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  • View in gallery

    Minimum SLP (hPa) time development of the DRW 17–22 Dec 2005 defining the development phases.

  • View in gallery

    (a)–(g) 975–800-hPa vertical averaged PV (colors, PVU), SLP (gray contours, interval 5 hPa), and PV contour (2 PVU at 315 K, blue). In (a),(c), and (g), line marks the position of the cross section of Figs. 4b, 5b, and 6b. The positions of the boxes that are used for the quantitative forecast investigation in section 4b are shown in (d). (h) IR satellite image GOES East (see online at http://angler.larc.nasa.gov). (i)–(m) IR satellite images GOES East (see online at http://squall.sfsu.edu, color shading in steps of 5°C from blue −40° to violet −70°C). (n) IR satellite image Meteosat (see online at http://www.sat.dundee.ac.uk).: (a),(h) 1800 UTC 17 Dec; (b),(i) 1200 UTC 18 Dec; (c),(j) 0000 UTC 19 Dec; (d),(k) 1200 UTC 19 Dec; (e),(l) 1800 UTC 19 Dec; (f),(m) 0600 UTC 20 Dec; and (g),(n) 0000 UTC 21 Dec 2005.

  • View in gallery

    (a)–(g) 3-hourly accumulated precipitation from TRMM satellite measurements [colors, mm (3 h)−1] and potential temperature from ECMWF analyses at 900 hPa (gray contours, interval 3 K). (h)–(n) Specific humidity at 900 hPa (colors, g kg−1) and absolute wind at 250 hPa (white contours, 60, 70, and 80 m s−1) at times as in Fig. 2. The red “L” marks the location of the SLP minimum.

  • View in gallery

    MCV at 1800 UTC 17 Dec 2005 (a) QG vertical motion at 700 hPa in 10−2 m s−1 (red contours: ωQG forced from between 1000 and 750 hPa, blue contours: forced from between 500 and 100 hPa; solid contours ascent, dashed contours descent). (b) Cross section through the line as in Figs. 2a and 4a: PV (colors, PVU), meridional wind (green contours, interval 4 m s−1), and latent heating [black dashed contours, interval 10 K (6 h)−1].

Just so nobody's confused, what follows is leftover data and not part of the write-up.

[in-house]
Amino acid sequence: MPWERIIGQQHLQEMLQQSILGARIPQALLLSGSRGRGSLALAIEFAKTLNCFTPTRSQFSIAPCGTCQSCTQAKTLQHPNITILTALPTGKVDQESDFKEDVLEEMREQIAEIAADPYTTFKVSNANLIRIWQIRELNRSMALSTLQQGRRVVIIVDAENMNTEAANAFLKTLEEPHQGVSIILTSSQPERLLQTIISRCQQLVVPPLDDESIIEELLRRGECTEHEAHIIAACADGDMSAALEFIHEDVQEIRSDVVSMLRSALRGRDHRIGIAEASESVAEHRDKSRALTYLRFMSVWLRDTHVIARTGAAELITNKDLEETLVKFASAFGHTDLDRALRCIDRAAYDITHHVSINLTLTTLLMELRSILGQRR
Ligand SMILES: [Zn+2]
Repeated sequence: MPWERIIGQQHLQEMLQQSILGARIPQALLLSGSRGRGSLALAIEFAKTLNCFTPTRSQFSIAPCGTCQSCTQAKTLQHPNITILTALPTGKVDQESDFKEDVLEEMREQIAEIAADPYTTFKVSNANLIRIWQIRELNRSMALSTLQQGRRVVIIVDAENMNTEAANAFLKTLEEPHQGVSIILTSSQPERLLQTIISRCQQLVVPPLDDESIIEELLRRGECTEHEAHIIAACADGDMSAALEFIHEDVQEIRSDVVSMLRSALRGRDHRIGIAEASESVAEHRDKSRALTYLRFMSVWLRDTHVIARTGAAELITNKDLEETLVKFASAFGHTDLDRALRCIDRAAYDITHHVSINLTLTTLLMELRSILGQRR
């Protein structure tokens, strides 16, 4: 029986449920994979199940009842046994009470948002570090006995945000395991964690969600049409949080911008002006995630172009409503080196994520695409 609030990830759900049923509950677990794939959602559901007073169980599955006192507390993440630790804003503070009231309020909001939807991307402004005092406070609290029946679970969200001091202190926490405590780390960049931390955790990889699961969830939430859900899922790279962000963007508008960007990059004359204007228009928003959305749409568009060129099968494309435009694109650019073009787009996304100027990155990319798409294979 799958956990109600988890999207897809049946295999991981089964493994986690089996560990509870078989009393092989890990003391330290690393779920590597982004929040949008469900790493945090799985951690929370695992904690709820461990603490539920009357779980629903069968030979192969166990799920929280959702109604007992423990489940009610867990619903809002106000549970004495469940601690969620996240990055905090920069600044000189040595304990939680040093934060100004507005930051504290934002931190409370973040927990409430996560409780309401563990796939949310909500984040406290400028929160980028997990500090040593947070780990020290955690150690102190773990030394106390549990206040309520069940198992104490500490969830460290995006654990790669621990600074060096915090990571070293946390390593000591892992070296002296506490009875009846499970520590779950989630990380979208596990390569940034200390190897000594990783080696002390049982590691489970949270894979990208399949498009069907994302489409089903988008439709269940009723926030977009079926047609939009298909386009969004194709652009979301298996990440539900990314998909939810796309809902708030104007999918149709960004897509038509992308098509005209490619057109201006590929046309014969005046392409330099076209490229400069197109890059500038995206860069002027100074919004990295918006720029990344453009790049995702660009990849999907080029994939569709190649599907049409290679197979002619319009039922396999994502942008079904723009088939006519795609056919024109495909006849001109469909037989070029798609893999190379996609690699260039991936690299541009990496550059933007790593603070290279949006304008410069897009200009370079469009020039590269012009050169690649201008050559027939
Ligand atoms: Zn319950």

• View in gallery

    As in Fig. 4, but the position of the cross section through the line is as in Figs. 2c and 5a. Here at 0000 UTC 19 Dec 2005.

  • View in gallery

    As in Fig. 4, but the position of the cross section through the line is as in Figs. 2g and 6a. Here at 0000 UTC 21 Dec 2005.

  • View in gallery

    Low-level averaged PV 975–800 hPa (colors, PVU), SLP (gray contours, interval 4 hPa), and 2 PVU at 315 K (blue contour) for the investigated forecasts at 1200 UTC 19 Dec 2005.

  • View in gallery

    As in Fig. 7, but at 0000 UTC 21 Dec 2005.

  • View in gallery